TAMPA, Fla. - The Hillsborough County School Board is finalizing its plan to address its budget crisis and avoid a state takeover. The board held a special meeting this morning and voted to send their plan to the Florida Department of Education for approval.
The meeting comes one day after Superintendent Addison Davis announced the district had received $101-million in federal COVID relief money.
The state released those funds to the school system over the weekend and the money is already being used to increase the district's reserve fund, which is necessary to avoid a state takeover.
That cash is a short-term fix, though. Although the district is in line to receive hundreds of millions in additional COVID relief money, district leaders don't expect it to last beyond next year.
This financial crisis has been building for about a decade. Since last fall, 1,500 positions have been cut, mostly through attrition and retirement, and about 100 teachers have been laid off. Job transfers and reduced expenditures also played a part in the district’s plan to get back on track.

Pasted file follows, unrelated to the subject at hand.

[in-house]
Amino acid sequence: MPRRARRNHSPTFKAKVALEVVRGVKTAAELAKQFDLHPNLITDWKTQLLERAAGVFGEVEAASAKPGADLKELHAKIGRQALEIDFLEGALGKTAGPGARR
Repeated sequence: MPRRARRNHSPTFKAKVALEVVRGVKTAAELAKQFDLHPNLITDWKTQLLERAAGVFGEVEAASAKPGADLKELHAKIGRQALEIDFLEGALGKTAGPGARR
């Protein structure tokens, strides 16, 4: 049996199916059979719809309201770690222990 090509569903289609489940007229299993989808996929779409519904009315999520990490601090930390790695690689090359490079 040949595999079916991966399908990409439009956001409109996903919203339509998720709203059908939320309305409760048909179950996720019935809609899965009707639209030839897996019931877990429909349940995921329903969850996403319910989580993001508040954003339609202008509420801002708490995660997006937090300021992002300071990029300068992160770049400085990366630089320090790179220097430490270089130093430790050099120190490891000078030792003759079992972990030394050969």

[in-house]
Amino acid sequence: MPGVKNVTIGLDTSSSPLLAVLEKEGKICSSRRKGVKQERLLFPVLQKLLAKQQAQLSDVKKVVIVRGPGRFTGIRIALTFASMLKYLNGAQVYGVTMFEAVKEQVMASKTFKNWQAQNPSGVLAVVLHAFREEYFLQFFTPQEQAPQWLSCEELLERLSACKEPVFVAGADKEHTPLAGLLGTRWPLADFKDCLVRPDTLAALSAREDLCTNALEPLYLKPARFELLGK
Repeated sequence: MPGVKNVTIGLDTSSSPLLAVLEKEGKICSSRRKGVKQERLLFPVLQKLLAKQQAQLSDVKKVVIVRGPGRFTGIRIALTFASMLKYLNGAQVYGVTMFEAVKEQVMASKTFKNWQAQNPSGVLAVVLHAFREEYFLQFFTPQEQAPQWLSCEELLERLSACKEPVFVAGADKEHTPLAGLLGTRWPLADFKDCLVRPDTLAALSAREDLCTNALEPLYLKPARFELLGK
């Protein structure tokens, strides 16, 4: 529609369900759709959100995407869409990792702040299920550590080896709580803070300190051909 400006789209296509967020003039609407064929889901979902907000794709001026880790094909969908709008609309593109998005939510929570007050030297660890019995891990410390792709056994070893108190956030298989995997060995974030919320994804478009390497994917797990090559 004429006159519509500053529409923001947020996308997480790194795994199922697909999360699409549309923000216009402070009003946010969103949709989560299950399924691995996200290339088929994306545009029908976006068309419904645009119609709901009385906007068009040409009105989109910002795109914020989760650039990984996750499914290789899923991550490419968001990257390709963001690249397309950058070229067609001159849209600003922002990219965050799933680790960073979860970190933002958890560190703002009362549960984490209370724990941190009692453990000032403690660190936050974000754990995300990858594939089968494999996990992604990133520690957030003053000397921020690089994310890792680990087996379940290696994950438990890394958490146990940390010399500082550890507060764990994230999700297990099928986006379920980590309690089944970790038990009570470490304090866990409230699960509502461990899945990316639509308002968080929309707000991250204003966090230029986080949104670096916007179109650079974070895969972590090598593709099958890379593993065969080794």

So the common theme to the discussion this morning was figuring out a way to avoid future budget crises.
First, the district passed its plan to plug its budget gap. That plan needs to get to education commissioner Richard Corcoran by tomorrow for his approval to avoid a state financial takeover.
The district also took another step, voting to establish a financial advisory committee that will be made up of members of the community.
The school board wants this committee to look into potential revenue streams and cost-cutting measures and then come back to the board and superintendent with suggestions.
"Even with the federal relief dollars, the pressure is on us. The pressure on us to ensure that we find new revenue sources moving forward and that we continue with the cost controls," deputy superintendent Dr. Michael Kemp insisted. "It's not going to be -- this is not a one-and-done deal. We're not OK. We have to continue to work on our strategies."
Superintendent Davis has been consistent about increasing revenue. He says the state needs to increase funding to all districts; Florida is near the bottom nationally.
Davis also believes the district has to find a way to market itself to families moving to Tampa so that those parents will choose to send their kids to public schools instead of private and charter schools.
The financial advisory committee is still in its beginning phases, but it sounds like it will be a 12-member committee, made of up community members, teachers and staff.